Delighted to be returning today after my January break – fully restored, raring to go, excited about many of the books I’m planning to review over the next few months. I’ll tell you more about some of the excellent books I’ve been reading while on my break as soon as I can pull a post together (I’m a little bit out of practice…), but today I’m thrilled to be joining the blog tour and sharing my review of My Heart Went Walking by Sally Hanan. Due for publication on 5th February by Fire Drinkers Publishing, you can preorder it now for kindle, in hardcover and in paperback. My thanks to Hannah Hargrave for the invitation to review, and for providing my advance e-copy. Described as “an Irish tale of love, loss, and redemption”, this was one I really couldn’t resist…
Sally Hanan’s sublime debut mixes the prose of Sue Monk Kidd with the dialogue of Maeve Binchy. With captivating warmth, she pulls us in to explore how it felt to live in Ireland’s changing culture of the 1980s, and how it often made a woman’s decisions for her.
Kept apart by their love for one man, two sisters embark on their own paths towards survival, love, and understanding, until they finally meet again in the worst of circumstances. And the reality might break them all.
My Heart Went Walking is a heartbreakingly beautiful novel that sweeps from the small Irish town of Donegal to the “big smoke” of Dublin City; a book that celebrates the pull of family and the chance of redemption. It is a novel for everyone who feels connected to the Irish approach to life – that of grit and laughter – and also for everyone who loves an overriding message of hope and restoration in all things.
If, as I do, you enjoy discovering a book you can disappear into for as long as you’re reading, caught up by the story, feeling for its characters, hoping beyond hope for a happy ending… well, this might just be a book that you’ll enjoy as much as I did. One reason why I really loved this book was Una’s voice – a young girl caught up in a problem situation so frightening and insurmountable that the only answer she can see is to flee from her family and rural home and take her chances on the streets of Dublin. I was in love with her from the very beginning – despite her situation, her humour and big heart are always amply evident. I felt for her so much as her situation became increasingly desperate, and heaved a sigh of relief when she fortunately encountered the real kindness of strangers, leaving her youthful naivety behind as her personal strength began to develop.
But Una’s isn’t the only voice. The story is also told by Cullen, the love of her young life – also a compelling and likeable character, a good man, who struggles to understand why she chose to disappear. And then her sister Ellie steps into the foreground – first through her encounters with a grieving Cullum, then picking up the narrative herself with an equally distinctive and compelling voice, until her own story begins to shape the story and drive the wonderfully emotional tale that continues to unfold.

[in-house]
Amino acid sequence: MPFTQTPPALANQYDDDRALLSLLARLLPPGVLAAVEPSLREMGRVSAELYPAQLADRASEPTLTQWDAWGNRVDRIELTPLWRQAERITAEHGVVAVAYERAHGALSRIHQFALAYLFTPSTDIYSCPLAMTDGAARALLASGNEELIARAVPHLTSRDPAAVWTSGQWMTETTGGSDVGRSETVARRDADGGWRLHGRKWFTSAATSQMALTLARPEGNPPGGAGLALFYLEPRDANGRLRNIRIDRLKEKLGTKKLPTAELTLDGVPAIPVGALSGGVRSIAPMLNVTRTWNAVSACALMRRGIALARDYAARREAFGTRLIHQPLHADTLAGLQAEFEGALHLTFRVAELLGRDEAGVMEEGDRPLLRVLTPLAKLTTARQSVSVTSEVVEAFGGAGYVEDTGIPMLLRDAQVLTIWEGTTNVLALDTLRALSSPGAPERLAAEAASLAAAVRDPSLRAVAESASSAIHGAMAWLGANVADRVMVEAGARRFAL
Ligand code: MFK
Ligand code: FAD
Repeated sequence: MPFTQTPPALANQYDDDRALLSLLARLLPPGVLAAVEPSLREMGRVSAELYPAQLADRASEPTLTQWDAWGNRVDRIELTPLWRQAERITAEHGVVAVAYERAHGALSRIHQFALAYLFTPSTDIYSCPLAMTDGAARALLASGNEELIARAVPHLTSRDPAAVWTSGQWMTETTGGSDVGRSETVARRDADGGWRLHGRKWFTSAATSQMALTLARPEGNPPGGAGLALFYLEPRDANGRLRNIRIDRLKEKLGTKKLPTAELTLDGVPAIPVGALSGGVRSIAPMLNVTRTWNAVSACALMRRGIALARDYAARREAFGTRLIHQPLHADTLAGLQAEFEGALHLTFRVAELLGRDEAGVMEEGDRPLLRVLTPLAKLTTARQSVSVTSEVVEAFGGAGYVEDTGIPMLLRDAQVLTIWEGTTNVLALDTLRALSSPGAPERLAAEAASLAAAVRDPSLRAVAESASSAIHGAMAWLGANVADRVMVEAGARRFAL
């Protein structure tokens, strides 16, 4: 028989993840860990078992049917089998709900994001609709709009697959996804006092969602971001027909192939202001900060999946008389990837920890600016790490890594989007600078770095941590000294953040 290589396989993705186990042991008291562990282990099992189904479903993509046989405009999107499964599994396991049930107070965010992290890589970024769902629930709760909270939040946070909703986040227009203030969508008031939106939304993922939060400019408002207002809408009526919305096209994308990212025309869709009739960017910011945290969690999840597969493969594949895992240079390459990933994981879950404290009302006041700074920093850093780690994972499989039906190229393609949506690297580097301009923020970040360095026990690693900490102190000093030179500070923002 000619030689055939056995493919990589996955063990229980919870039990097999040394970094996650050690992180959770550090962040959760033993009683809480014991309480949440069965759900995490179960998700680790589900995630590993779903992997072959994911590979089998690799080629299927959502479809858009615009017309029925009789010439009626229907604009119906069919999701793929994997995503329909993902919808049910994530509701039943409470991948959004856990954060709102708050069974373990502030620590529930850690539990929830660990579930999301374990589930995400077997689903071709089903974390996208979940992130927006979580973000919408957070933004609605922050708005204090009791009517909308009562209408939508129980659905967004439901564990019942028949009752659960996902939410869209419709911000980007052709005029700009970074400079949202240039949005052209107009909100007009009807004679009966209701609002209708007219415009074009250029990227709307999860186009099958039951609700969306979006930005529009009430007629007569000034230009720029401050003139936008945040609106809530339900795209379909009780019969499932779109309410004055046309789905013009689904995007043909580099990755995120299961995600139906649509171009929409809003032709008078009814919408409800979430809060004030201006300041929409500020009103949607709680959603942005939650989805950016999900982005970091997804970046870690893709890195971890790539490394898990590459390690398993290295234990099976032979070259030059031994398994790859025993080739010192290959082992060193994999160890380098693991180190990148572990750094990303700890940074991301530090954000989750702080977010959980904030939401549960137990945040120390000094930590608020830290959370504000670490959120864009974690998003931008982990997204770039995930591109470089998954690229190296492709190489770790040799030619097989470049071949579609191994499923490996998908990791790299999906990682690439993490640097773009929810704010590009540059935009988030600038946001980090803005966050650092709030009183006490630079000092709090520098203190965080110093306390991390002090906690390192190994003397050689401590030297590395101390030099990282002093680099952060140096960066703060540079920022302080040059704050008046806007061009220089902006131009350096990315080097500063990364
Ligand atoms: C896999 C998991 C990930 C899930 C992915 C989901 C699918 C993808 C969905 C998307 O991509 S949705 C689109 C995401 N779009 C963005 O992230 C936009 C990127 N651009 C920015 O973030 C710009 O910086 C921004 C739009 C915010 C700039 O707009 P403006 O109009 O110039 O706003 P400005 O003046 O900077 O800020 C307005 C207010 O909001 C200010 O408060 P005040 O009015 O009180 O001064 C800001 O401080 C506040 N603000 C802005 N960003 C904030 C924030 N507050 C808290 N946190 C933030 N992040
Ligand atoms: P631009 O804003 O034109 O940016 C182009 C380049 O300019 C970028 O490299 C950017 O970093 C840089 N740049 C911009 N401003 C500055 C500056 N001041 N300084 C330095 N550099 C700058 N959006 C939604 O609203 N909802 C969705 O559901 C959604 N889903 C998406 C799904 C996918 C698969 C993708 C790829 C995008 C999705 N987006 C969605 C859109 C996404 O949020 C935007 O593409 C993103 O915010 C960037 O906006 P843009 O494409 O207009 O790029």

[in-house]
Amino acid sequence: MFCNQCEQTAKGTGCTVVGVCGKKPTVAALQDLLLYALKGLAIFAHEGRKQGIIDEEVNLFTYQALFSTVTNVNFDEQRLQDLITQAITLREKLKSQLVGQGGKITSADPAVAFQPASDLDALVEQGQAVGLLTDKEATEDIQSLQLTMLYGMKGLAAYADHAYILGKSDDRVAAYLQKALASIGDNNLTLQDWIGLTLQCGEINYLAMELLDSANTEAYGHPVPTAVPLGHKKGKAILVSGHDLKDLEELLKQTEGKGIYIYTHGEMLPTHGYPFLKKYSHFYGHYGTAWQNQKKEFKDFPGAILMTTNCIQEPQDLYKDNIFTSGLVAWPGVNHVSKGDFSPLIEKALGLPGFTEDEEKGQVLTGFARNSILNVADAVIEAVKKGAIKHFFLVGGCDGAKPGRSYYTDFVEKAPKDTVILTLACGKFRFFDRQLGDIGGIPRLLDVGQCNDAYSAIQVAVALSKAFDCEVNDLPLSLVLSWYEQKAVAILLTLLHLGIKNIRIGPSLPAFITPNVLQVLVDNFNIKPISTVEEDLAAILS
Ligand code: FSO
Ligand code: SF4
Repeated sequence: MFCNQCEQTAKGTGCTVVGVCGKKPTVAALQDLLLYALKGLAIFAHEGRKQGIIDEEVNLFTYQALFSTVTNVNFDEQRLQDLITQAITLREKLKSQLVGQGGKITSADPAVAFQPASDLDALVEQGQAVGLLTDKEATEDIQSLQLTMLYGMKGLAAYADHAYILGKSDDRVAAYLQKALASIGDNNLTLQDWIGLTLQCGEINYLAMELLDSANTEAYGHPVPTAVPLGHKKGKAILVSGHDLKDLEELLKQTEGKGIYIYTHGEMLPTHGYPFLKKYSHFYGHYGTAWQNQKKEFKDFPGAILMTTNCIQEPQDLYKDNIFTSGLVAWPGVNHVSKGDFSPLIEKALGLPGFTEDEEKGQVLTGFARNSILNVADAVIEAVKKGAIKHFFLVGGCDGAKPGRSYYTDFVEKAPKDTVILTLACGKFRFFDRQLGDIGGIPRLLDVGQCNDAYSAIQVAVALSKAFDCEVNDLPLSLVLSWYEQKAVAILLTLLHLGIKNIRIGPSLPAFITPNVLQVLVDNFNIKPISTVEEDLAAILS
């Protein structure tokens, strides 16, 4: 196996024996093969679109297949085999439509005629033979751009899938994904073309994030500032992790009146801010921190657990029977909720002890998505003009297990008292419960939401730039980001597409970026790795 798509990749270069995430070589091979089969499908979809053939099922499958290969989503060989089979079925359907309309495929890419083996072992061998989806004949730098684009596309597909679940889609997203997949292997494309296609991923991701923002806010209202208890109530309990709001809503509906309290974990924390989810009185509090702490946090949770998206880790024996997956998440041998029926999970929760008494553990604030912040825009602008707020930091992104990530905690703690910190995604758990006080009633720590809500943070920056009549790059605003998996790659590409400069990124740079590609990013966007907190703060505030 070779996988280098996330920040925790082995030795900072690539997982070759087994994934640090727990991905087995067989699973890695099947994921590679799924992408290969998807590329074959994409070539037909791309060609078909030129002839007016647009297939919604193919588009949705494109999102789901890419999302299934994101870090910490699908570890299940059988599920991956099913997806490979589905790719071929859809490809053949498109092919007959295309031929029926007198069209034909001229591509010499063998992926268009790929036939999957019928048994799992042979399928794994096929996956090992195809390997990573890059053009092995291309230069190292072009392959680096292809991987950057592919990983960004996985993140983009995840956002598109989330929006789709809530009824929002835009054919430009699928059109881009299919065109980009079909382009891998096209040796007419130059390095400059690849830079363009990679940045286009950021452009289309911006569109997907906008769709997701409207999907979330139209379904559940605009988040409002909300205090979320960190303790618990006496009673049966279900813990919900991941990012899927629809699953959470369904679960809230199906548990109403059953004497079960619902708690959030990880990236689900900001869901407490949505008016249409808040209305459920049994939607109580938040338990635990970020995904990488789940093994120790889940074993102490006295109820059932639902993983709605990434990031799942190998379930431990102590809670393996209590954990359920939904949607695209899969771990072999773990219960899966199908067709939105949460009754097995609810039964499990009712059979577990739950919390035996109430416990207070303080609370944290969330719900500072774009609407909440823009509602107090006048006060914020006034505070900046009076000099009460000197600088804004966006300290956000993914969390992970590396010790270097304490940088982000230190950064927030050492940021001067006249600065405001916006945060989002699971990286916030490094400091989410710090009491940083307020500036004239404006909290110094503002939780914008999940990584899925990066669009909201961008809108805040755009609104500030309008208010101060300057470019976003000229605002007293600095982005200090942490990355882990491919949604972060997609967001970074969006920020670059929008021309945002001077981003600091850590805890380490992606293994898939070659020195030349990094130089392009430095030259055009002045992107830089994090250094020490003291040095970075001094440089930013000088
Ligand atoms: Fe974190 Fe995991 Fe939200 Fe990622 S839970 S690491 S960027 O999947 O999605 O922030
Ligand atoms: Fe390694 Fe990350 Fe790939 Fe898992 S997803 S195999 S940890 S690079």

The supporting characters are just as strong and well developed. In Dublin, I simply adored Catherine and Des and their exceptional kindness, while handling some pretty serious (and well-presented) issues of their own. It’s initially difficult not to be rather more ambivalent about Una’s mother, whose entrenched views set the whole sorry story in motion: but there’s no doubt that her actions are driven by the moral standards of her environment – it’s the 1980s, but rural Ireland is still stuck in the 60s – and your sympathy for her certainly grows.
The 1980s – that time of great change – are wonderfully captured in the story, the era recreated with many familiar contemporary references. But I also really loved the story’s essential Irishness – the wonderful dialogue, the humour, the importance of family. There’s a pronunciation guide at the front of the book for those names and places that might be unfamiliar – and a glossary that helpfully ranges from “banjaxed” through “gobshite”, via Jaffa Cakes to “yoke” (I suspect primarily for a US audience – I was reading in an Irish accent from the very beginning…!).
In terms of emotional engagement, the story really is quite wonderful – I felt for its very real characters, laughed with them, shed tears at times, and cheered their little victories. The whole story has exceptional warmth, with a feel-good quality that only grows towards the book’s end – and the writing really is excellent, the author a natural storyteller. Love, loss and redemption – it certainly worked for me, and this is a book I’d thoroughly recommend to all. And that Maeve Binchy comparison? Yes, I think it’s wholly justified… I loved it.
About the author
Sally Hanan grew up in Ireland and became a nurse, but she left all the big family dinners, rain, and cups of tea when she and her husband moved to Texas. Her family now raised, she works as a book editor and occasional lay counselor and life coach. As an Irish immigrant to Texas, she enjoys eating tacos and being warm and dry year-round. My Heart Went Walking is her debut novel. She won a 2021 Readers’ Favorite gold medal winner for her nonfiction.